But here’s the thing: on the internet (which, Sullivan admits, was for a long time the only place where you could read the story), the story wasn’t “tucked” anywhere. Instead, it looks like this:
Everything about the way that this story is presented online screams This Is Important. In the physical paper, I’m sure there were lots of design cues telling the reader not to take the story too seriously; online, they all got stripped away.
I like to flick through the NYT in the morning, and recently I’ve been playing with the replica edition on the iPad, rather than the native iPad app. (All print subscribers get free access to the replica edition, seven days a week, although the NYT doesn’t make it easy to find.) The replica edition is just the newspaper as it is laid out on paper — with different-sized headlines, classifieds, display ads, everything. It has no hyperlinks (although every headline is clickable, to be read more easily) — but instead it provides something the online and iPad editions lack: the large amount of information presented by the fine page designers of the NYT. You can see what’s important, and you can revert to old-fashioned serendipity when it comes to things like stumbling across a wonderful obituary, even when you would never deliberately decide to read the obituary section in the iPad app.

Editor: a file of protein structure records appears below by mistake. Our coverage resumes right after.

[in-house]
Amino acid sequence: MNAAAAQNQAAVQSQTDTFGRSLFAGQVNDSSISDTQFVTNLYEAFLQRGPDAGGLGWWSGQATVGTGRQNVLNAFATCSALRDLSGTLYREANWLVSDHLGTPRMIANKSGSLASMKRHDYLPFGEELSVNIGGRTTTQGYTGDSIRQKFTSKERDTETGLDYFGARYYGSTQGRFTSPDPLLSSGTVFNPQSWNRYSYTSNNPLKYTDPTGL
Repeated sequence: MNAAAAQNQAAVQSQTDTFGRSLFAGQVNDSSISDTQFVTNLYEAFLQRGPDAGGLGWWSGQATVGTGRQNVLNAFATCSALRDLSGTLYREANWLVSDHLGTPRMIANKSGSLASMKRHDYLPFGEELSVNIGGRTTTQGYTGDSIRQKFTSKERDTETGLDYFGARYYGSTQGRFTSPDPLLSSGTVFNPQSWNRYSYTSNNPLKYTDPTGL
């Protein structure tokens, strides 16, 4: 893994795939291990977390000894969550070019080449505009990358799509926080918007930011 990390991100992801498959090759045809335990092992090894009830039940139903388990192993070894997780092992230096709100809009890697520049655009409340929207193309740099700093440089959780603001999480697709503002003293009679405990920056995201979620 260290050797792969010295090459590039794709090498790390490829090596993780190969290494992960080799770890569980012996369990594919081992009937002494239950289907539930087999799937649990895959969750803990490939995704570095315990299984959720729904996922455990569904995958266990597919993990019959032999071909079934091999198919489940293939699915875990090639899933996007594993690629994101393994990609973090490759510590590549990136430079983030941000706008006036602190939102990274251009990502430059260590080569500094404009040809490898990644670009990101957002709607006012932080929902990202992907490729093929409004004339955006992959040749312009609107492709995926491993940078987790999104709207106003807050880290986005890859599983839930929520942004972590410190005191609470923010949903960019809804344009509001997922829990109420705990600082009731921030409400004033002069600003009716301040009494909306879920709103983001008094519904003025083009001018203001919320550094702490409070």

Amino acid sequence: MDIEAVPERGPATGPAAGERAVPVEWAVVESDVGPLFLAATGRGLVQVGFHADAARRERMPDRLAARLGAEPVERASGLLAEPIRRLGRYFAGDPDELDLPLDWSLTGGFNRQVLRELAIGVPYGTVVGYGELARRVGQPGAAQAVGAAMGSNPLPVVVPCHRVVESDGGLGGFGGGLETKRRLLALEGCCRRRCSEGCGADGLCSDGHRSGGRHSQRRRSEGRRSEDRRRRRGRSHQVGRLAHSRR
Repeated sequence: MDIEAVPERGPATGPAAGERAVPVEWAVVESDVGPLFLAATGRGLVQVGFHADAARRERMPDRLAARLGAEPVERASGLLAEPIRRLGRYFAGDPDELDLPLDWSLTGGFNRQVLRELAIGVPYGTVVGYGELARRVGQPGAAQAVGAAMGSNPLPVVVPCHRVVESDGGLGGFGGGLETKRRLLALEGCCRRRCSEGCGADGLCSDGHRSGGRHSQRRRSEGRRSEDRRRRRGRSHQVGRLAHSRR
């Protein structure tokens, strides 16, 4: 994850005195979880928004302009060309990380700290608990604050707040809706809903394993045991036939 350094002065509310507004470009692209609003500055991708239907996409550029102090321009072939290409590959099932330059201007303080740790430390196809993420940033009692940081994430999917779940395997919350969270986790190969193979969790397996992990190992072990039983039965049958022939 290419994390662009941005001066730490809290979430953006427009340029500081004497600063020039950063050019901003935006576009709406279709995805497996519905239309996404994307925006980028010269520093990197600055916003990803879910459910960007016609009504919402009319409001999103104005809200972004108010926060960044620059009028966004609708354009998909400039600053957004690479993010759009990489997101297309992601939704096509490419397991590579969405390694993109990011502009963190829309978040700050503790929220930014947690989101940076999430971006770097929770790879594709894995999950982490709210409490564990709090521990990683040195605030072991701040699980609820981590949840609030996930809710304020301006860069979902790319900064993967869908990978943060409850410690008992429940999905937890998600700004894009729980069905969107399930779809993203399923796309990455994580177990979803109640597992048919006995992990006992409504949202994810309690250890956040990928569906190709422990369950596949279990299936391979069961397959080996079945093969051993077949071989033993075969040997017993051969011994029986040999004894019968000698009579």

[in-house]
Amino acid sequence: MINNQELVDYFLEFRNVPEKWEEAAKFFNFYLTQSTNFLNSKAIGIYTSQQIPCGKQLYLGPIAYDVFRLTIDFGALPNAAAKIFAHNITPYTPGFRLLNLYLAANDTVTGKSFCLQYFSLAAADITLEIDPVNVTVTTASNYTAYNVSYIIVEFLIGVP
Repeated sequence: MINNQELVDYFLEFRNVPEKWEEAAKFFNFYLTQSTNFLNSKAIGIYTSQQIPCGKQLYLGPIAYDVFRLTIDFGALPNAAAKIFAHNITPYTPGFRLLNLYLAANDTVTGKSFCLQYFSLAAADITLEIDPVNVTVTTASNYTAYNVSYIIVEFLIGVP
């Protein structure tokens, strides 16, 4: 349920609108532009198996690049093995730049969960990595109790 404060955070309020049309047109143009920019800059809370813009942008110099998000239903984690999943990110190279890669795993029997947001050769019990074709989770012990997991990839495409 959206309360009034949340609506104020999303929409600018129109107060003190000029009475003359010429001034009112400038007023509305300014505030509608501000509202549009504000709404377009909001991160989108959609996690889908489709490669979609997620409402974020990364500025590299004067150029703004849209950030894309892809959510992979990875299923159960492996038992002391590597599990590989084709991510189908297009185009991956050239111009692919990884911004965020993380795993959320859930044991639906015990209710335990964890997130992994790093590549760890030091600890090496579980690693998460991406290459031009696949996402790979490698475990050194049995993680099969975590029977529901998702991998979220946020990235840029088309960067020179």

The replica edition is not a replacement for the native app, so much as it’s a complement to it — and something which shows just how good the NYT is at its native medium of print. And the NYT isn’t even close to being the best-designed newspaper out there: I might be biased, but I think it’s generally accepted that most English newspapers are better designed than nearly all US papers. When it comes to the visual display of news, newspapers daily convey vast amounts of information which is simply lost in the translation to digital. At the top of the list: any indication of the importance of any given story.